I think the stock got ahead of itself, trading at a forward P/E well north of 20x earnings. Expectations reached a point where any disappointment in the short-term would mean trouble for the stock price.

It looks very different today. Kraft Heinz should earn somewhere around $4 per share in 2018. The stock currently has a dividend yield of more than 4%, which I think has ample support at the current payout ratio (the remaining cash flows will largely be used to reduce the leverage ratio).

There’s no doubt that there are significant industry changes underway. The company is facing the dual threat of private label on the low end and niche brands on the high end. That threat is most acute from a retailer like Costco (COST), where the Kirkland brand offers consumers the best of both worlds (high-quality products at private label prices). That's also a great starting point for negotations with a supplier like Kraft Heinz. When you look at the numbers Costco puts up quarter after quarter, it's clear the company has earned the trust of its customers. I think we live in a world where the brand equity of a company like Costco or Amazon (AMZN) rivals the legacy consumer packaged goods (CPG) brands. If Kraft Heinz sticks to the status quo, I think this will be a failed investment.

Importantly, the pressures created by Costco, Aldi, Walmart (WMT) and Amazon are being felt across the industry (particularly for center of the store CPG companies). As management noted during a recent conference call, uncertainty may lead to restructuring: “As our industry is undergoing a period of change, this will increase the pressure for further consolidation.”

That comes to the crux of my thesis: I’m betting on management. I wrote an article last March about 3G that you should read if you want to understand my thought process. Here’s what Warren Buffett (Trades, Portfolio) said about the team at KHC during an appearance on CNBC:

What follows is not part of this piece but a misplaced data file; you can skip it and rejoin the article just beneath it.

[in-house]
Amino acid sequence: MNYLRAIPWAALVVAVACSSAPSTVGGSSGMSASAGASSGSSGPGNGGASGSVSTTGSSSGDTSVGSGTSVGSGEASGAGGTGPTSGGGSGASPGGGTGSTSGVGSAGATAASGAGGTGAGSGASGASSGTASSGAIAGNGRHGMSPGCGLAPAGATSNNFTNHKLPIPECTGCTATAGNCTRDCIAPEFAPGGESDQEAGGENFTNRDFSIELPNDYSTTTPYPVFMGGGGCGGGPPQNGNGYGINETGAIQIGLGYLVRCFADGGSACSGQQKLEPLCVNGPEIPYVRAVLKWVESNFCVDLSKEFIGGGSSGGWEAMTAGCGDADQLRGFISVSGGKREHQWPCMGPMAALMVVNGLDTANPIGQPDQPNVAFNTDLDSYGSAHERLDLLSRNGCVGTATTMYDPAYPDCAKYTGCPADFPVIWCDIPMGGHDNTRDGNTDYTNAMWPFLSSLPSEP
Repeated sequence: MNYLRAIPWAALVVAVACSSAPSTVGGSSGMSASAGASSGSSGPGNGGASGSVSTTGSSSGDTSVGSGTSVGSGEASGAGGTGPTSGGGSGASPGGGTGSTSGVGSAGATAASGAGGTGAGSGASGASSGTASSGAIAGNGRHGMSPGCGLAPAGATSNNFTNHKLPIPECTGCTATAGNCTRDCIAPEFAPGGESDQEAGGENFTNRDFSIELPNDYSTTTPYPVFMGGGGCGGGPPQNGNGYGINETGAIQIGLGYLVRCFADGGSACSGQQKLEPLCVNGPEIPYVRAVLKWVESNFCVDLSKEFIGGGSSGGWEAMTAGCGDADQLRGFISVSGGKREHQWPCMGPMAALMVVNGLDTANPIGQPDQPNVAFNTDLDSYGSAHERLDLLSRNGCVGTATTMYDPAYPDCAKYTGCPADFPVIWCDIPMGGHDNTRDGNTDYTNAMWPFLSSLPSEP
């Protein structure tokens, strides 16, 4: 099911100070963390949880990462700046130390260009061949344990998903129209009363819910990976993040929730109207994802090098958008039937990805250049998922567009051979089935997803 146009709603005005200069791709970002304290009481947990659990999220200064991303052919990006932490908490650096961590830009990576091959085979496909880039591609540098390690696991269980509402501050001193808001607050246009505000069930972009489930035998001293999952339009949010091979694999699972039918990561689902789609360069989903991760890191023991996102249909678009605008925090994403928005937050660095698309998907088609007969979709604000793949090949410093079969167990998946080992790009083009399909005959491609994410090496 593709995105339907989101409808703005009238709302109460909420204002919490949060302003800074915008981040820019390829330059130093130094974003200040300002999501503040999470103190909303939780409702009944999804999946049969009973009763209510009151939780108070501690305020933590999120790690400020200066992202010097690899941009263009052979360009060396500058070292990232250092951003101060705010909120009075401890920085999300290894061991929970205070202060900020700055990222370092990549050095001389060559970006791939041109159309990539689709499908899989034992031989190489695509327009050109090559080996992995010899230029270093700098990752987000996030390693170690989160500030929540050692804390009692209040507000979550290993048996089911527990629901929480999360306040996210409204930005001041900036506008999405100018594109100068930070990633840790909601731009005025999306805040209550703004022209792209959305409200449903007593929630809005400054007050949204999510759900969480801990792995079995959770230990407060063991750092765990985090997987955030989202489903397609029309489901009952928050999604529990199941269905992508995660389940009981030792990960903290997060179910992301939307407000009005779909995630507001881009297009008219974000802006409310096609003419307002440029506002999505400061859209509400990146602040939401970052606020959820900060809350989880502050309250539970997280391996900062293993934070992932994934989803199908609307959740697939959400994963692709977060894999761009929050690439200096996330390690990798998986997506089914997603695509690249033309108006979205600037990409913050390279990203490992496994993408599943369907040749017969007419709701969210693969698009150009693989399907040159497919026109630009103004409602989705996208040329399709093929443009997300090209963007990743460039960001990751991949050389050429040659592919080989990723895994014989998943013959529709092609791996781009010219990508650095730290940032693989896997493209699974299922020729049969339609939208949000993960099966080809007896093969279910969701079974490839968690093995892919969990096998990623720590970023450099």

“One thing I would emphasize about 3G: They are wonders at productivity, there's no question about it. But I've been on 20 boards: I have never seen anybody any better about marketing and product development and all that. I mean, that is what we talk about at board meetings. And it's hours and hours. And I've been on other consumer goods companies’ boards, and they're nothing like the intensity they bring. They don't just bring it to productivity, they bring it to new products. I learn about what's going on in the marketing world when I'm at the meetings of Kraft Heinz because it's their game. I was at the last meeting a month ago. We spent hours and hours [discussing different channels – online retailers versus brick-and-mortar]; they really understand their business. It's so much more of an informed discussion than I've heard at most board meetings in my life; it's night and day. Every aspect of management, they excel in.”

My bet is that 3G and Berkshire Hathaway will run Kraft Heinz to maximize long-term value for shareholders. This will likely include M&A (and possibly divestitures), but more importantly the day-to-day decision-making and strategic planning for the legacy businesses. At current levels, Mr. Market has given investors a chance to partner with the majority owners at a reasonable price.

For full disclosure, I have a cost basis of ~$70 per share (purchased over two transactions in February and March). I haven't bought more since then, but haven't ruled it out either.

Disclosure: Long BRK.B and KHC.

About the author:

The Science of Hitting
I'm a value investor with a long-term focus. As it relates to portfolio construction, my goal is to make a small number of meaningful decisions a year. In the words of Charlie Munger, my preferred approach to investing is "patience followed by pretty aggressive conduct." I run a concentrated portfolio, with a handful of equities accounting for the majority of its value. In the eyes of a businessman, I believe this is sufficient diversification.

Rating: 4.9/5 (11 votes)



Bryand24 - 9 months ago    Report SPAM

Good article. A lot of the integration expenses have been running thru the p&l- last year was close to $500mm- which have deflated reported earnings. With 75% of their revenue coming from the U.S., the lower tax rate will help them dramatically. I just purchased my first tranche at $61 and plan on buying again at $55.